Nikolai Aleksanderovich Rozhkov (Russian: Николай Александрович Рожков; November 5, 1868, Verkhoturye, Perm Governorate – February 2, 1927, Moscow) was a Russian historian who became an active revolutionary in the Russian Social Democratic Labour Party.

Nikolai Rozhkov

In 1905 Rozhkov joined the Bolshevik faction of the R.S.D.L.P. At the 5th Congress of the Russian Social Democratic Labour Party he was elected as a full member of the Central Committee. However, by 1907 he had fallen out with Lenin who maintained for him an enduring hatred.[1]: 4 

Early life and career


Rozhkov was born in to the family of a nobleman and teacher. He graduated from the Faculty of History and Philology of the Imperial Moscow University and at the same time was involved in student activism. In 1896 he passed his master's exam and defended his master's thesis to his scientific advisor Vasily Klyuchevsky.[2] According to Rozhkov himself, it was his extensive research during the writing of his dissertation that made him a "de-facto Marxist". Rozhkov became an author of many scientific and historical books texts, his writings were published in various prominent scientific magazines, such as Mir Bozhiy, Obrazovanye and Zhizn.

During the same period he started his collaboration with the RSDLP and was an editor of the Pravda magazine (later Pravda newspaper) alongside Anatoly Lunacharsky and Alexander Bogdanov. He was also associated with the Literary and Lecturer Group of the RSDLP and contributed to its newspaper Borba.[3]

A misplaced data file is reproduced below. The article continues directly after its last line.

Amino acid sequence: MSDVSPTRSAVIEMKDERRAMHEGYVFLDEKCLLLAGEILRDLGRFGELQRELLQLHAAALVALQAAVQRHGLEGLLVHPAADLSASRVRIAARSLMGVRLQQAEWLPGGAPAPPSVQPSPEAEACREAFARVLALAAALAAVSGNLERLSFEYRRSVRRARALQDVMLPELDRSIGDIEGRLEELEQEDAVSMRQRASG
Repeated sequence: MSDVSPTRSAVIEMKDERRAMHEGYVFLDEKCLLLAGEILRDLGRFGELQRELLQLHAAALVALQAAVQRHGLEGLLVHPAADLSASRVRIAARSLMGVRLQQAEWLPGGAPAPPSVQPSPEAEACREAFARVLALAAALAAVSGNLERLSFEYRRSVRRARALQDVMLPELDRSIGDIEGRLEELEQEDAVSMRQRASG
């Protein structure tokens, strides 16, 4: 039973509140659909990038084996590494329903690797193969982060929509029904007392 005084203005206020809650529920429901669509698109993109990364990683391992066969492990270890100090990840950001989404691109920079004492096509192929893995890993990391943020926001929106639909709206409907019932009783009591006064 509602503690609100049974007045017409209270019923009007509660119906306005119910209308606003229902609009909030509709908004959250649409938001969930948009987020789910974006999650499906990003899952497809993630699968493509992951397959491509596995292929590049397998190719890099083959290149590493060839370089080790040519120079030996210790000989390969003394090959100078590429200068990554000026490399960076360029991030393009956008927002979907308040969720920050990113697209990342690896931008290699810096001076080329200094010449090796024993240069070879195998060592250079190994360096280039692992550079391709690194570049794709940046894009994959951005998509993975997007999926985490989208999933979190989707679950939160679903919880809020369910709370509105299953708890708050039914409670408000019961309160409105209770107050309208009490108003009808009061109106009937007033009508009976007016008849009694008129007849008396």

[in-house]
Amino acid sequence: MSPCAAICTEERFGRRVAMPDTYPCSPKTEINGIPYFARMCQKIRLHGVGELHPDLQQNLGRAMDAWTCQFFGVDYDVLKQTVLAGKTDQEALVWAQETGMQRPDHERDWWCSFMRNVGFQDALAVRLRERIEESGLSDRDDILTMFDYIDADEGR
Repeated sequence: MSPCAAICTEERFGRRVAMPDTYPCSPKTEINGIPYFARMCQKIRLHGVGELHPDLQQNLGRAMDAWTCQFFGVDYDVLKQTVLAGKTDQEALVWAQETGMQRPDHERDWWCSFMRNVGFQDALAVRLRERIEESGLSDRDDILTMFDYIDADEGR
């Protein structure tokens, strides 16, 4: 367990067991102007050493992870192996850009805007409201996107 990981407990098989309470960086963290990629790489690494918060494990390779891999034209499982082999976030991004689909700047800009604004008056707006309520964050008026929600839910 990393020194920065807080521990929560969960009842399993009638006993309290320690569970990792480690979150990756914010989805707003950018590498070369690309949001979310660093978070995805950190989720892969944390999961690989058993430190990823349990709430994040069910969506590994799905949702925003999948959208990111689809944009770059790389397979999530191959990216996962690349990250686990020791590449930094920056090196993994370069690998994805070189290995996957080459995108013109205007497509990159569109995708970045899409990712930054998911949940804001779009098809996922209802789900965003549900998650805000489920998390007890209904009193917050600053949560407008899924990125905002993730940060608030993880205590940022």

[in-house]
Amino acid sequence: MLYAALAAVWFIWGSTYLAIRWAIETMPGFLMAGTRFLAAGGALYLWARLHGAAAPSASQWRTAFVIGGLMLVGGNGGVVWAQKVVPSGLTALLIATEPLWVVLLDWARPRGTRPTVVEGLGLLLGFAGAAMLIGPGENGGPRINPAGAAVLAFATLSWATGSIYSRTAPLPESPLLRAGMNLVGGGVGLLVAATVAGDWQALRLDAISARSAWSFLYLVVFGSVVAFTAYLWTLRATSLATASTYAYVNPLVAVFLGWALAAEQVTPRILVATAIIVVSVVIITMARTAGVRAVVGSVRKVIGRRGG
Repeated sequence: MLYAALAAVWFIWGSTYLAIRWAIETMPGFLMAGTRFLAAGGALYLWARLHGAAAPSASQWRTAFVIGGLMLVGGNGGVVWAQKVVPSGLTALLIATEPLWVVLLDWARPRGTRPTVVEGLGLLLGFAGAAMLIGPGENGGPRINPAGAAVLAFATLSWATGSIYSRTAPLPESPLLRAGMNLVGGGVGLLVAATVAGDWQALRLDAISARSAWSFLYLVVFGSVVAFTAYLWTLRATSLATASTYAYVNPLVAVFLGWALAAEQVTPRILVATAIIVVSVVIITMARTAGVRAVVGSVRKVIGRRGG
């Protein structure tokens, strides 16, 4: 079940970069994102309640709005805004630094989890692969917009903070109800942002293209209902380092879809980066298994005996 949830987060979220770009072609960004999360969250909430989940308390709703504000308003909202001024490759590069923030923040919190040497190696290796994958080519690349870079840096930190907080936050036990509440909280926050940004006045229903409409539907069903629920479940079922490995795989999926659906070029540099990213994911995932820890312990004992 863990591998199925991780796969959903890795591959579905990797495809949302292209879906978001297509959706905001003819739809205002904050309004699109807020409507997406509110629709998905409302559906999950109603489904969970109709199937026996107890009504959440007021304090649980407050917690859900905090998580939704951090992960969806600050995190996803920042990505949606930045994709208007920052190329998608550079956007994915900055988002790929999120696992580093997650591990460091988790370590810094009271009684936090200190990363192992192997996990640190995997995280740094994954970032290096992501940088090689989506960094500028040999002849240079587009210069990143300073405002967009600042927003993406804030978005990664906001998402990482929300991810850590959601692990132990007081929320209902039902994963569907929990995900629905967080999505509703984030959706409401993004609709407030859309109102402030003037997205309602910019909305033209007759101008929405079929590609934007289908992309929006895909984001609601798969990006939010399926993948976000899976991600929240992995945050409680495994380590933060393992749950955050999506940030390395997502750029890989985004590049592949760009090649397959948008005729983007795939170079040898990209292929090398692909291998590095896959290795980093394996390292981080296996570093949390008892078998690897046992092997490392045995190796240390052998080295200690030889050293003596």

Eventually in 1905, Rozhkov joined the Bolshevik faction of the Russian Social Democratic Labour Party. Shortly after he was in conflict with Vladimir Lenin and his views on the Bolsheviks' agricultural policies and criticised him at the 4th Congress of the RSDLP. After the failed Bolshevik Uprising in 1905, Rozhkov was in an illegal position and was arrested and exiled to Siberia after he was elected to the Central Committee of the RSDLP at the 5h Congress of the RSDLP.


In February 1911 he submitted an article entitled "An Essential Initiative" to the legal Bolshevik paper Zvezda.[4] Here he argued three points:[4]

  1. The aristocracy no longer had a monopoly of power but were facing a losing struggle against the rising bourgeoisie
  2. The bourgeois were stabilising their power even though such parties such as the Kadets, Trudoviks, Octoberists, Renovationists were still illegal.
  3. That the socio-economic development of Russia was comparable to that of Prussia in the 1880s, and that there was not a general sentiment in favour of revolution in Russia, although there was much unrealistic support amongst those in exile.